Was my abuser a criminal, a very sick man or both?

That is the question I am confronting right now. And while I generally feel I am an expert by experience as a survivor of childhood sexual abuse, I don’t instinctively know the answer to this question.

Logic, rationality, the thinking things in life can of course supply an answer straight away – he was probably both. But to jump to that conclusion without truly knowing why is lacking somehow. I need a bit more to go on; my education didn’t include the rigours of studying jurisprudence so I don’t know the questions to ask about criminality. My education also didn’t include any aspects of psychiatry or other clinical disciplines which might help the sickness bit of it (I’m discounting my biology O level here).

The things I have studied – literature and languages, history, a touch of politics, art, and quasi philosophy (ie applied not pure) are not helping a jot. In fact they are making the intellectual line I’m trying to walk all the more wavy. It’s all perspectives, approaches, angles, arguments and interpretations, when what I really want is an equation:

action x + action y divided by person z  = crime or perhaps
person z + action x divided by action y = sickness 

I only started to think about this because the news – it’s always the bloody news – was full of Jimmy Savile and the BBC and the extent of his ‘activities’. That is my euphemism. I can’t remember theirs, something like ‘inappropriate sexual behaviour’.

Then everything came crashing down.

I realised that the reason everyone is so exercised is because what he did was criminal. And the frequency, severity, calculated and opportunistic nature of what he did could be paralleled with my own experience at the hands of a family member. If Jimmy Savile committed crimes; then what my maternal grandfather did to me over many years was, by this definition, criminal.

To see this so suddenly is terrifying. It means that I have experienced something, indeed many things, which are ‘officially wrong’. Wrong according to society, wrong according to the legal system, wrong in the eyes of most individuals. There is an externally validated yardstick to hold up, against which his actions could and would be measured.

(As an aside I looked at the Crown Prosecution Service sentencing manual. I was seeking definitions and an external perspective. It’s illuminating and depressing at the same time to know what are considered to be issues of culpability and harm, aggravating and mitigating factors, and the fact that the sentencing guidelines do allow previous good character of the offender to be taken in to account. Would it really make a difference if someone had previously been convicted of, say, fraud?)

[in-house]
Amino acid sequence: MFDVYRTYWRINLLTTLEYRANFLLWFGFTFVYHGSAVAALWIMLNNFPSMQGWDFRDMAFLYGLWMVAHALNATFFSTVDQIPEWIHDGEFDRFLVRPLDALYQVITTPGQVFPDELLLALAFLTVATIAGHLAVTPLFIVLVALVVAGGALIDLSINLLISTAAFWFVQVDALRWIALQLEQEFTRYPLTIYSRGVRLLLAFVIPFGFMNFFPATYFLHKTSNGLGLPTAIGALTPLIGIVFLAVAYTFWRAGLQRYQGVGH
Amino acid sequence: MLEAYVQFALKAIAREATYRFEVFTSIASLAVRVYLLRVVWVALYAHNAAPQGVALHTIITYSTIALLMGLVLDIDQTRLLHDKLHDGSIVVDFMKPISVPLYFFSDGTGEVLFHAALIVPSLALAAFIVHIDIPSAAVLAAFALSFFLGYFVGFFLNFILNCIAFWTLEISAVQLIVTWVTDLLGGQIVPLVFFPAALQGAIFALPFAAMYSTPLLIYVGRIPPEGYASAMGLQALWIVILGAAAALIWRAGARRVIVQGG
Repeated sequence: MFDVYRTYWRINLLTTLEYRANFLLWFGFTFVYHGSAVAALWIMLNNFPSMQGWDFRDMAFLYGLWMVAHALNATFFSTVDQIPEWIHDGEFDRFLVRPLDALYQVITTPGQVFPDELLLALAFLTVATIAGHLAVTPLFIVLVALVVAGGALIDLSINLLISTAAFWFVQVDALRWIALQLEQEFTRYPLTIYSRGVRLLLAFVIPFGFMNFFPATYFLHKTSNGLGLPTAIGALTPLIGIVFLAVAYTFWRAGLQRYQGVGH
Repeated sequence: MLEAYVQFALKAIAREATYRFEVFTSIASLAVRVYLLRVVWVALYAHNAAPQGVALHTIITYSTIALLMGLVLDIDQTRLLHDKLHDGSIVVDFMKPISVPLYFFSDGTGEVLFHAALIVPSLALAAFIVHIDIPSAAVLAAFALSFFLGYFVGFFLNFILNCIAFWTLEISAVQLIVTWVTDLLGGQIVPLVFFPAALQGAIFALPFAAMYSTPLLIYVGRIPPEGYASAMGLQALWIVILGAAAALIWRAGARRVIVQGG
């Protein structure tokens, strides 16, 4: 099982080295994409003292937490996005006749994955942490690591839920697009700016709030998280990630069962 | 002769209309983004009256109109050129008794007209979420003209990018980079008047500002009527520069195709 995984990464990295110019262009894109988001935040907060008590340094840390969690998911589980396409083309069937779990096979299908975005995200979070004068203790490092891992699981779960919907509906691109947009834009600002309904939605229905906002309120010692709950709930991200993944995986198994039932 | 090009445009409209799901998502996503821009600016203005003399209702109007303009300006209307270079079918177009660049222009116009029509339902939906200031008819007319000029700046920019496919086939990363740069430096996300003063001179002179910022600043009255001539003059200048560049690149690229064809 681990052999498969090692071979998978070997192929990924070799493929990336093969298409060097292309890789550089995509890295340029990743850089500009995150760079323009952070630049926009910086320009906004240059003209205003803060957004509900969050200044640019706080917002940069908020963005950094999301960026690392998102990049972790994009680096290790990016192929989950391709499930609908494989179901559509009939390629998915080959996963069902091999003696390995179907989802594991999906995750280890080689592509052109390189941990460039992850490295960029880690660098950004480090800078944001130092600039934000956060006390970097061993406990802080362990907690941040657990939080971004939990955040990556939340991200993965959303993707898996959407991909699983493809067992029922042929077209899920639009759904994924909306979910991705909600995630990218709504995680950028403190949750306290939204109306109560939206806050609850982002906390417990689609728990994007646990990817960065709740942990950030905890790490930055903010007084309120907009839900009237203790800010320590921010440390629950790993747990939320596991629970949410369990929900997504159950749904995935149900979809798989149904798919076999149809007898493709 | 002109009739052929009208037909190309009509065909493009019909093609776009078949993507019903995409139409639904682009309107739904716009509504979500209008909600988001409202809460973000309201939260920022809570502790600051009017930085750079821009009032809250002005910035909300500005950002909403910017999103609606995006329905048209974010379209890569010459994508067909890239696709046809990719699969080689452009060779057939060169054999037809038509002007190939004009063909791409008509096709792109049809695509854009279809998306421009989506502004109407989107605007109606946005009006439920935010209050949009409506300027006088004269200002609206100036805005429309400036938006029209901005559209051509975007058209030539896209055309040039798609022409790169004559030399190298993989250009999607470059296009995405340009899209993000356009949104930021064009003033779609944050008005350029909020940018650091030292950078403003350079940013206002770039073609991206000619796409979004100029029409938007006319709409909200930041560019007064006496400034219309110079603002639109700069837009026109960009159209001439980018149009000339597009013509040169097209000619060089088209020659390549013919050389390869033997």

So this recent realisation says criminal. Using the only approach available to me – looking at other situations, making comparisons, and then arriving at some conclusions – gave me that answer.

But then there’s another issue to be considered: that my abuser was a sick man. I have no way of knowing if this was true, but his actions could suggest that he was disturbed and ill for much of his life. I know little about him beyond a few bare details – that he was one of many children and that he became very hard of hearing early in his life. That’s it. I am not aware of any psychiatric or clinical diagnosis.

(As a further aside I tried to find an accessible explanation of what this illness might be. It was a relatively fruitless quest; I did stumble across an article about psychiatric co-morbidities in sex offenders which was more disturbing than the CPS sentencing manual.)

So where does this leave me?

Until now my response to my abuse has emanated from my own reactions to it. Applying an external perspective to these actions is very different. It both validates and undermines. To know that there is a measurable punishment for what he did – fourteen years behind bars – means it was a ‘something’. Society is saying – you, perpetrator, are responsible and you will pay a price. So it is a validation of what I now know were horrific experiences.

If I suffered what I did because he was deeply disturbed and unwell I am left feeling uneasy. I can’t hold him responsible in the same way and there is so much more to understand that I might not have the information ever to do. That undermines something, not necessarily my experience, but my sense of ‘mastery’ of this particular subject. Would I, could I, ever muster the compassion necessary to explore this?